Uranium stocks end rally amid violent demonstrations in Kazakhstan

·3-min read
Troops are seen at the main square in Almaty, Kazakhstan January 6, 2022. REUTERS/Mariya Gordeyeva
Canadian uranium stocks fell on Thursday after violent protests in Kazakhstan sparked a rally on Wednesday. REUTERS/Mariya Gordeyeva

Shares of Canadian uranium producers fell on Thursday, after violent demonstrations in Kazakhstan, the world's top producer of the nuclear fuel, prompted a rally on Wednesday.

A Russia-led military alliance says it will dispatch peacekeeping forces to the country, a long-time ally of the Kremlin, after clashes reportedly turned deadly overnight. Protesters in the Central Asian nation's largest city Almaty stormed and set fire to the presidential residence and the mayor's office on Wednesday, according to news reports, amid demonstrations sparked by a rise in fuel prices.

Canadian uranium companies such as Cameco (CCO.TO)(CCJ), Denison Mines (DML.TO)(DNN), and NexGen Energy (NXE.TO) (NXE) reversed their gains from Wednesday's trading session. Each had fallen between five and seven per cent by 10 a.m. ET.

Kazakhstan accounts for about 40 per cent of the global uranium supply. Kazatomprom (0ZQ.F), the world's biggest uranium producer, said on Thursday that there have been no stoppages in production or impact on export contracts due to recent events.

However, the situation underscores uranium's outsized exposure to regional risks compared to other commodities, according to John Ciampaglia, CEO of Sprott Asset Management. The Toronto-based firm's Physical Uranium Trust, the largest of its kind, (U-UN.TO) was the benefactor of a strong run-up in uranium prices last year.

"It's troubling to see what is happening in Kazakhstan right now, and I hope the situation is resolved," he told Yahoo Finance Canada in an email.

"Investors should be mindful that a critical element like uranium is produced in only a few countries, and by a small number of companies, which makes it more susceptible to supply disruptions, be it social unrest, natural disasters, flooded mines or labour strikes."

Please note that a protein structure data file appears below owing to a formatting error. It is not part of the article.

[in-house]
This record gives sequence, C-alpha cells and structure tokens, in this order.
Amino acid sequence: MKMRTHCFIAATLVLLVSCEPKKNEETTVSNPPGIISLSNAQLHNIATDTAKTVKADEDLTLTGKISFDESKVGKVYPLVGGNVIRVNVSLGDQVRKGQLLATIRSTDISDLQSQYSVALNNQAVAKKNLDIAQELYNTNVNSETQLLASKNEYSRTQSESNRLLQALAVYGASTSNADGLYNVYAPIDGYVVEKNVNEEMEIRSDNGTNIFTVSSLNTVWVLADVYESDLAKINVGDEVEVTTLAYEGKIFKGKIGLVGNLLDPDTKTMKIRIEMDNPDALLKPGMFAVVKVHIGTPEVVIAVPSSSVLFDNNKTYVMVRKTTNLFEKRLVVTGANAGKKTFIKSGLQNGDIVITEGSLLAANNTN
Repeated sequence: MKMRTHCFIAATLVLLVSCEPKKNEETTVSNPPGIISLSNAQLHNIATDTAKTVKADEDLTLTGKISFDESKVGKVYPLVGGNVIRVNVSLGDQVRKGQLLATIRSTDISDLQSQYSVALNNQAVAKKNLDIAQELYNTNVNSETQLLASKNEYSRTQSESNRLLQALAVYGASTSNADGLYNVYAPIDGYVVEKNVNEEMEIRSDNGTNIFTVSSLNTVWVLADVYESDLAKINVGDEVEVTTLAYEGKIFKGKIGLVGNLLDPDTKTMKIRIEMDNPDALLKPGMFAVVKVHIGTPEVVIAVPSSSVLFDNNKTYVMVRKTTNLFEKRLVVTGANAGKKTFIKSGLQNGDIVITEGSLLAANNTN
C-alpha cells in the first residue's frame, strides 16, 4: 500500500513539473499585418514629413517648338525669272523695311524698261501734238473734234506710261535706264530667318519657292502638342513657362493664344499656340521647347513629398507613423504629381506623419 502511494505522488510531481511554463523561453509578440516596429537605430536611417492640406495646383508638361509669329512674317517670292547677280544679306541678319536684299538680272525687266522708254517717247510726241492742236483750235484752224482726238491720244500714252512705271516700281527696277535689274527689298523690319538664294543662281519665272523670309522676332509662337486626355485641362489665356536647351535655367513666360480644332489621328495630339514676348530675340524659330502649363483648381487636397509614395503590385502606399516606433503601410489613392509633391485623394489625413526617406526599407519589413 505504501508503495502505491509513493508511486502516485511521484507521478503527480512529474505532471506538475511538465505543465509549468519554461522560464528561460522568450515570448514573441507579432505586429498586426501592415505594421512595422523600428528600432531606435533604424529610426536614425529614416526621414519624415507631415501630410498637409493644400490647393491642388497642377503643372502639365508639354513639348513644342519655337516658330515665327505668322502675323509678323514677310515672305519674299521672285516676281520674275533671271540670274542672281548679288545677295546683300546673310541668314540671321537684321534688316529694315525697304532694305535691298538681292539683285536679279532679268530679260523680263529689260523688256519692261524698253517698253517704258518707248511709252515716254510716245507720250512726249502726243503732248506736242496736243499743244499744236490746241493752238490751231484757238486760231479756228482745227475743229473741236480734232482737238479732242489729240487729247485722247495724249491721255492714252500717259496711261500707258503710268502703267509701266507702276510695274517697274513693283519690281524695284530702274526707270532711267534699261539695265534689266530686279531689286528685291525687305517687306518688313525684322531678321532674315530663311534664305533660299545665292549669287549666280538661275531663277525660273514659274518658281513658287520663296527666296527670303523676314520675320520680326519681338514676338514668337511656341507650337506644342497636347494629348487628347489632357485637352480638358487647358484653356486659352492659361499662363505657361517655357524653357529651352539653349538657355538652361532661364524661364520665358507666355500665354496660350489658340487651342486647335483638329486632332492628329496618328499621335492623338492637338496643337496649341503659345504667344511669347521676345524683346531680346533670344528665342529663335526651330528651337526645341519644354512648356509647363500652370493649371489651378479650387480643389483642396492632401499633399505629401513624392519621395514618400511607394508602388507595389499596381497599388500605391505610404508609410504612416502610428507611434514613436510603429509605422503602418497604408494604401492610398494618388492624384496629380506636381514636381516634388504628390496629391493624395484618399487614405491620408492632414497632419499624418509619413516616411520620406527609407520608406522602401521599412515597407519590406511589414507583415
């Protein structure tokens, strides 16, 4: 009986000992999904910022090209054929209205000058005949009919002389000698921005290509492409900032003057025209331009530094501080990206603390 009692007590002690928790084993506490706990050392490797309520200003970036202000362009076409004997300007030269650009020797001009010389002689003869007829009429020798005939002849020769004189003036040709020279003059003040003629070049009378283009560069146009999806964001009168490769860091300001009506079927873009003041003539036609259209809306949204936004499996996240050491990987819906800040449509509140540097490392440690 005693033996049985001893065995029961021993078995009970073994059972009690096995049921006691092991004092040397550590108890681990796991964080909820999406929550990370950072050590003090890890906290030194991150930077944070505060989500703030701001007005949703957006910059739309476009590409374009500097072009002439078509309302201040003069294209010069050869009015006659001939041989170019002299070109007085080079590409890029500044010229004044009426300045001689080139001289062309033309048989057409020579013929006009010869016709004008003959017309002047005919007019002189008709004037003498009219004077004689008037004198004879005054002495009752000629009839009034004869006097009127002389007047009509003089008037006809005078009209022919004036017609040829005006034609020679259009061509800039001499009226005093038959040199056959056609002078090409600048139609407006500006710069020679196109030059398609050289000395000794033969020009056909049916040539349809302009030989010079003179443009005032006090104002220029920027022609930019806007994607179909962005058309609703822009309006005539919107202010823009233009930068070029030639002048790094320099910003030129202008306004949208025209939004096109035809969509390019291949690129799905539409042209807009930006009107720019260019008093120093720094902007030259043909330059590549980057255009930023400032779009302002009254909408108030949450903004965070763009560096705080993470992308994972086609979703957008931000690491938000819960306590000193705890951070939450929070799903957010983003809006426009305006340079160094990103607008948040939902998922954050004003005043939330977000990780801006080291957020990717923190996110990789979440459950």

Ciampaglia also says due to the relatively small number of players in the nuclear supply chain, power plant operators typically carry two to three years of supply on hand. Since launching the fund in late-July, Sprott has grown its stockpile from 18.1 million pounds to 41.3 million pounds. Ciampaglia says the fund continues to raise capital, and purchased 400,000 pounds of uranium on Wednesday.

Units of the fund fell 0.54 per cent to $14.63 as at 1:25 p.m. ET on Thursday.

Rachel Ziemba, an adjunct senior fellow at the think tank Center for a New American Security, says the swing in uranium equities today is based on “uncertainty, rather than an actual supply issue.” However, she warns Kazakhstan’s role as a commodity exporter could be impacted by increased Russian influence over the government.

“At this point, the government is likely to prioritize continuing business as usual for its major money earners, including uranium,” Ziemba said.

“Looking ahead, questions remain about whether the joint ventures with Western countries continue, or whether terms will change, especially as Russia is likely to play a more significant role in the economy.”

Jeff Lagerquist is a senior reporter at Yahoo Finance Canada. Follow him on Twitter @jefflagerquist.

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